Joe Louis Walker was born in San Francisco on Christmas Day, 1949. He was raised and schooled in the famed and dangerous Fillmore District. His parents were both from the South and they brought their love of blues with them when they headed west. Walker’s dad played blues piano, and his mom played B.B. King records. Walker picked up the guitar as a child, and by the time he was 16, was an in-demand musician on the local club scene, regularly backing touring blues artists rolling through town. As a 16-year-old, he was the house guitarist at San Francisco’s famed musical playground, The Matrix, where he played with or opened shows for everyone from Lightnin’ Hopkins to Jimi Hendrix to Thelonious Monk. In addition to his work at The Matrix, he was a regular at Bill Graham’s famed Fillmore West. San Francisco’s music scene was quickly becoming a melting pot of blues, jazz and psychedelic rock, and Walker was right in the center of it. These ear-opening surroundings explain the ease with which Walker blends blues, rock, gospel, jazz and country, making it seem as if the walls between the genres never existed in the first place.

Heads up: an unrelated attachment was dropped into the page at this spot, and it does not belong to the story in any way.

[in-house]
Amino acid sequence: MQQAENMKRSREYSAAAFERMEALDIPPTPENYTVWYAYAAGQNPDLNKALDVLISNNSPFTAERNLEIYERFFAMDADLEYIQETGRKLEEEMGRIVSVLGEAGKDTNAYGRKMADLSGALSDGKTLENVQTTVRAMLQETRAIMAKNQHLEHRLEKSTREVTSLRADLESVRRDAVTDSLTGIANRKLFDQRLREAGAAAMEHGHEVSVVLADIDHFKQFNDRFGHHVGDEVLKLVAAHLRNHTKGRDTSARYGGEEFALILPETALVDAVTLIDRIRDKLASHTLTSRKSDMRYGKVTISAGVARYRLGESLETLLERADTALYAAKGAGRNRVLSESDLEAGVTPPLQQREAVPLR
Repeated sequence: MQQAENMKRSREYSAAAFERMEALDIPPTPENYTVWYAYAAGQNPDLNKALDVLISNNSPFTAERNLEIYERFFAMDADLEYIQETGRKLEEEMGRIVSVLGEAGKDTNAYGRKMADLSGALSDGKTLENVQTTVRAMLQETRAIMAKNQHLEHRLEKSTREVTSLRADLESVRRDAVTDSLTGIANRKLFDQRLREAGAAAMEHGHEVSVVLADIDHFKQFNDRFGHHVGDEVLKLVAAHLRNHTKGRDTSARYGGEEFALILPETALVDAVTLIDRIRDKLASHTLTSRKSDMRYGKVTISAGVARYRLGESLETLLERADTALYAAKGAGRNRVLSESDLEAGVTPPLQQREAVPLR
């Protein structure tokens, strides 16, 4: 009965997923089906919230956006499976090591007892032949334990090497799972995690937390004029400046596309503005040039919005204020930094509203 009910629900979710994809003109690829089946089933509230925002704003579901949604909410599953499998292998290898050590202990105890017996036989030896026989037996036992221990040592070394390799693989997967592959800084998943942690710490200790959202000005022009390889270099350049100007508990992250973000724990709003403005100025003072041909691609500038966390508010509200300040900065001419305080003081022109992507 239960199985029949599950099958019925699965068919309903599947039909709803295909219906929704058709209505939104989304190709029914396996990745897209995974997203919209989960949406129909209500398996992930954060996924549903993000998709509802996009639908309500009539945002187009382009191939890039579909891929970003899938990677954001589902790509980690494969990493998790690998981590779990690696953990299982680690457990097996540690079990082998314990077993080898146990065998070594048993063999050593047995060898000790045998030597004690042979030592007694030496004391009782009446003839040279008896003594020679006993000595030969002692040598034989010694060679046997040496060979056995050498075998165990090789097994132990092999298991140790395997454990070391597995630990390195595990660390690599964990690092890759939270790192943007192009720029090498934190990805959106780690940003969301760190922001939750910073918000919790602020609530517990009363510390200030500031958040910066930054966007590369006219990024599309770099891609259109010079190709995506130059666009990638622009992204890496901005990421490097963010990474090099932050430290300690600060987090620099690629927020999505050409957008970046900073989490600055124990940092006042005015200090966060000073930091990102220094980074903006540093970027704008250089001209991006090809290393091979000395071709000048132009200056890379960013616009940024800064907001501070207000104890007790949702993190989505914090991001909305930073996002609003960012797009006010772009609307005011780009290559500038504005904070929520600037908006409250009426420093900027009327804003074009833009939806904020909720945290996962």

The blues legends Walker accompanied shared not only musical knowledge but also their personal wisdom with the teenage up-and-comer. Fred McDowell, Ike Turner, Albert King, Freddie King, Robert Jr. Lockwood, Lightnin’ Hopkins and many others taught, fed and chastised the youngster. Blues icon Willie Dixon told him to set his sights high. “What’s your style? You need your own sound,” Dixon preached. Walker took the advice to heart and developed his own fiery, melodic and always unpredictable guitar attack.
Walker met legendary guitarist Michael Bloomfield in 1968 and the two became fast friends. Bloomfield introduced Walker to many of the day’s top rockers, including Sly Stone, Carlos Santana, Steve Miller, Bob Weir (of the Grateful Dead), Jorma Kaukonen (of Jefferson Airplane) and even jazz legend Wayne Shorter. Bloomfield helped push Walker’s blues in a more rock-fueled direction, and he became the single biggest influence on the young Walker’s sound. The two shared an apartment for years and remained close friends until Bloomfield’s death in 1981. Walker is quick to acknowledge Bloomfield’s impact, saying, “I can sometimes feel him in my playing.”